Although America's attention has shifted to Japan's devastation, a look back at the recent Egyptian crisis proves that it was more about failed population than misplaced leadership.
For the last several years, former President Hosni Mubarak had been locked in a philosophical debate with Egyptian academics about family planning. Although the Egyptian total fertility rate has declined steadily since the early 1960s from a high of 7.2 children per woman and is anticipated to keep falling until it reaches 2.0 in 2025, Mubarak's government wisely endorsed continued spending on population control. Mubarak's approval of family planning comes as little surprise, since Egypt's population doubled to 82 million since 1981 when he took office.
Mubarak's opponents, however, claimed that when the Toshka Project is completed in 2020, it will have transformed half a million desert acres into arable land, thus reducing high density population pressures in the Nile Valley.
But whatever may happen to the Toshka Project, the inevitability of increased population growth, generated by the existing 8 million Egyptians, means huge challenges lie ahead. Demographics control destiny.
Here, in part, is what Egypt still has to overcome.
In Cairo, Egypt's capital and the seat of the citizens' revolution, some districts hold more than 41,000 people per square kilometer, or 100,000 per square mile. Manhattan, by comparison, has about 27,000 people per square kilometer.
More than 15 million Egyptians live on less than $1 a day, a key factor driving last month's protests. The divide in Egypt between rich and poor, where resistance to birth control is high, is startling.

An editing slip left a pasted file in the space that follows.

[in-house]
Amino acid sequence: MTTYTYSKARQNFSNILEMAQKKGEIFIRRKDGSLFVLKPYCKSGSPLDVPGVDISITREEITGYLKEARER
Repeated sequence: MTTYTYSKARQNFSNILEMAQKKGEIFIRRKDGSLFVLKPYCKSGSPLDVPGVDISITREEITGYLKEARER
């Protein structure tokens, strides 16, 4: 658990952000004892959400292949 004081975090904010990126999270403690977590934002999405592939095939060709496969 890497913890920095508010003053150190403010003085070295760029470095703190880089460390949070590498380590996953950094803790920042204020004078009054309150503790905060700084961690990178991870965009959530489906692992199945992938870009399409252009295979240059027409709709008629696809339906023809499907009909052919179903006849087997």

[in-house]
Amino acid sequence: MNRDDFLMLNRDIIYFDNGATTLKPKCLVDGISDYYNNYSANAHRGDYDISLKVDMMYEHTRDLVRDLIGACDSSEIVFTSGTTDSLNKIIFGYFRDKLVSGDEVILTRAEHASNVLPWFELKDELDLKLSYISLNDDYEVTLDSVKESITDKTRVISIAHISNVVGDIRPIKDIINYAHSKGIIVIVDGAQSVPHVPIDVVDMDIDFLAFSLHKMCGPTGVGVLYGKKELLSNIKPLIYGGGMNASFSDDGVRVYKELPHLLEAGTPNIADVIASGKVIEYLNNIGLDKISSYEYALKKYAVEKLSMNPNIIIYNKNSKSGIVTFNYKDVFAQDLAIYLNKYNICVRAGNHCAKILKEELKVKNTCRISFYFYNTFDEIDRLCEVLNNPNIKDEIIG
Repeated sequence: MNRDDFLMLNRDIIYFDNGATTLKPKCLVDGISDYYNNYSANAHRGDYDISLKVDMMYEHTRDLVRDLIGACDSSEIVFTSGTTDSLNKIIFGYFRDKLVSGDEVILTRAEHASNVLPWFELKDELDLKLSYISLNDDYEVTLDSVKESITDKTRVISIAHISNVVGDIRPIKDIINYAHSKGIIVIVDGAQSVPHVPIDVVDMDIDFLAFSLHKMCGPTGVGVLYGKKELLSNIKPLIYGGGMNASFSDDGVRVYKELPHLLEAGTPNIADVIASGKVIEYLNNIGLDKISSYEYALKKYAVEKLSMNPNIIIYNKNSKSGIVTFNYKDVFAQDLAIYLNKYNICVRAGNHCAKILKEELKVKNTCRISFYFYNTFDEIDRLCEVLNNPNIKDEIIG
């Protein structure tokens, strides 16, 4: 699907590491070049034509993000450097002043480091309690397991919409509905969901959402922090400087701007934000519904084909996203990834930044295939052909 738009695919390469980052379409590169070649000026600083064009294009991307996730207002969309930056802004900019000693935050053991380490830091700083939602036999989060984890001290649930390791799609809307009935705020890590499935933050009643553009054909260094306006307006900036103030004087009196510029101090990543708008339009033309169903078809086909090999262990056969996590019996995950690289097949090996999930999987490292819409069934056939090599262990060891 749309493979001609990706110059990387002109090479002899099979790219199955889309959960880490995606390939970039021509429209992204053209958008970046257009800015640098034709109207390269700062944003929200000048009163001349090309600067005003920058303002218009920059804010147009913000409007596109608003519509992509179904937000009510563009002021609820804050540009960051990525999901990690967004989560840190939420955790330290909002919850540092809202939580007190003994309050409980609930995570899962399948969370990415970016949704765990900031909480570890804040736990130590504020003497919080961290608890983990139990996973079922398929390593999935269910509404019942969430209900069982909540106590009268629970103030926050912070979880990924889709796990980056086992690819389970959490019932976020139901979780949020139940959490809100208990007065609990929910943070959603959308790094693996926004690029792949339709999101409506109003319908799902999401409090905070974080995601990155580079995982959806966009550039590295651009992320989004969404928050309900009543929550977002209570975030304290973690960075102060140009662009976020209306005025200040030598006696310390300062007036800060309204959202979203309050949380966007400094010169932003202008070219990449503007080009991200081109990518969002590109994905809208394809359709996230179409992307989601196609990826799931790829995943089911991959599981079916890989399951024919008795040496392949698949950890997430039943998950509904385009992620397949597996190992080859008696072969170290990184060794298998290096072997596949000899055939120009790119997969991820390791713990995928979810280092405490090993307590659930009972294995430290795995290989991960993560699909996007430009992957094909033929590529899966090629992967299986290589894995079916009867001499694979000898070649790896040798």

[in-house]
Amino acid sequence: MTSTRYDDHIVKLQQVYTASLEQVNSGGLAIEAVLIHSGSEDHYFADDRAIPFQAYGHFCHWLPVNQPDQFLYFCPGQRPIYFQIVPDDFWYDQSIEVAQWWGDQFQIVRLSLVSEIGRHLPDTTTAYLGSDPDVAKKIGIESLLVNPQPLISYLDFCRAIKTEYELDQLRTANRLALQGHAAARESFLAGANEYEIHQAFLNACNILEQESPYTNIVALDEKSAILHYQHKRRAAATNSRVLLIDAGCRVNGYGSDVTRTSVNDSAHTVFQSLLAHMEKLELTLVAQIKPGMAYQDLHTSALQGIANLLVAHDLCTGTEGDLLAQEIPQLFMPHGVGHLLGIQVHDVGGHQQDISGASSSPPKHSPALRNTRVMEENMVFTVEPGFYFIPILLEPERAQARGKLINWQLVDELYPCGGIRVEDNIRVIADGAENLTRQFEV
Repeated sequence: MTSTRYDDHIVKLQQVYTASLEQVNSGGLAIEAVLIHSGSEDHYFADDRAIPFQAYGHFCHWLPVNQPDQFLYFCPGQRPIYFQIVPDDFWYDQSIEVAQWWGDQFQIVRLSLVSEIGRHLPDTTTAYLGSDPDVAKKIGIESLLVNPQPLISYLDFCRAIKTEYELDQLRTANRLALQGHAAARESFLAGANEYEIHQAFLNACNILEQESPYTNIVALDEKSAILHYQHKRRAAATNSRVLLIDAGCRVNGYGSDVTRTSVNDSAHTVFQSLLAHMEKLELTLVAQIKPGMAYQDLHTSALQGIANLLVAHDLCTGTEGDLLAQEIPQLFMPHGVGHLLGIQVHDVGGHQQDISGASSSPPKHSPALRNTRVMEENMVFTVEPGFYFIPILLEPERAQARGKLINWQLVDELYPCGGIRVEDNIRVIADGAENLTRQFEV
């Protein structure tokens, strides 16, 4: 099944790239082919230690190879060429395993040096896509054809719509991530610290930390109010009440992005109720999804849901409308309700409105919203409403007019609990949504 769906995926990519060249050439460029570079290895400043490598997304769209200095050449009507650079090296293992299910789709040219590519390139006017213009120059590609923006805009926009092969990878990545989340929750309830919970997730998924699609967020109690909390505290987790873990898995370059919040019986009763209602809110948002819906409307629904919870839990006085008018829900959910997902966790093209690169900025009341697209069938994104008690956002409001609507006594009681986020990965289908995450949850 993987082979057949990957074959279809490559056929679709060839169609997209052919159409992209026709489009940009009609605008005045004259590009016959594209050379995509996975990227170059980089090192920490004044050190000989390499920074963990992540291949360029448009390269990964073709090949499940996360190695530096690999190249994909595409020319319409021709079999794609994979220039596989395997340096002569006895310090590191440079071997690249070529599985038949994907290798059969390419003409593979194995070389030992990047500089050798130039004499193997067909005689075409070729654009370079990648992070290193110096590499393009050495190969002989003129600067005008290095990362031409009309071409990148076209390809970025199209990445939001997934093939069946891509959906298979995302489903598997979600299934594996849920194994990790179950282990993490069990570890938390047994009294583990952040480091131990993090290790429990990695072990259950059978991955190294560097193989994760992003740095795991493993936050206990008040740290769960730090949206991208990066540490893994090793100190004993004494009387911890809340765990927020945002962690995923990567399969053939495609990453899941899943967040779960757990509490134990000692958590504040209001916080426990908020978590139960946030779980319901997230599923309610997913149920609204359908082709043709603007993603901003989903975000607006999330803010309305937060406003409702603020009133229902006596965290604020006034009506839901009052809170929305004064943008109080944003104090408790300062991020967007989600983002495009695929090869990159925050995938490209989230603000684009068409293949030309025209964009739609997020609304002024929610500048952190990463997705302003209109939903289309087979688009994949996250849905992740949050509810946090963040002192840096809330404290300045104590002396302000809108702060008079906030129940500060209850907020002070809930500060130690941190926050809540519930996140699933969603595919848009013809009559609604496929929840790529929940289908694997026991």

Even though Egypt has severely limited resources, especially fertile land and water (only 3 inches of rain falls annually), the numbers of poor steadily increases.
In past years, the Egyptian government mounted an aggressive but unsuccessful advertising campaign to limit new births. One motto: "Before you add another baby, make sure his needs are secured."
Despite Egypt's progress in reducing its total fertility rate, currently estimated by the Population Reference Bureau at 3.0, that total is still unsustainably high. As long as Egypt's base population increases, no meaningful headway on critical social issues like education can occur.
Egypt offers free education and well-established literacy programs. But the numbers of Egyptian illiterates, one in every four or nearly 17 million, remains unchanged over the last two decades. Ghada Gholam, an UNESCO Egypt literacy specialist, said: "There are lots of successful efforts, but with the increase in the population growth it is really difficult to decrease the number of illiterates."
Population statistics reveal the grim story. Educators must teach 1.4 million Egyptians to read and write annually simply to keep up with the country's population growth. And for every 700, 000 who learn to read, the literacy rate is only reduced by one percent.
Other variables that limit access to education include the high post-puberty drop out rate for teenage girls and the inability of poor parents to pay for transportation or the textbooks. Nearly 70 percent of women, Egypt's mothers and future mothers, are illiterate.
Each year, Egypt's population swells by approximately 1.5 million. The United Nations projects that Egypt will grow from 95.6 million in 2026 to 114.8 million in 2065 when it will finally stabilize.
Egyptian high fertility has imposed costly socioeconomic burdens on the nation. Economic development is stalled and quality of life eroded because of reduced access to jobs, education, water and food.
Little wonder Egyptians took to the streets. But too many decades ignoring an exploding population have left Egypt with few options for future improvement.
Joe Guzzardi is a Senior Writing Fellow at Californians for Population Stabilization. He retired from the Lodi Unified School District in 2008. Contact him at email@example.com.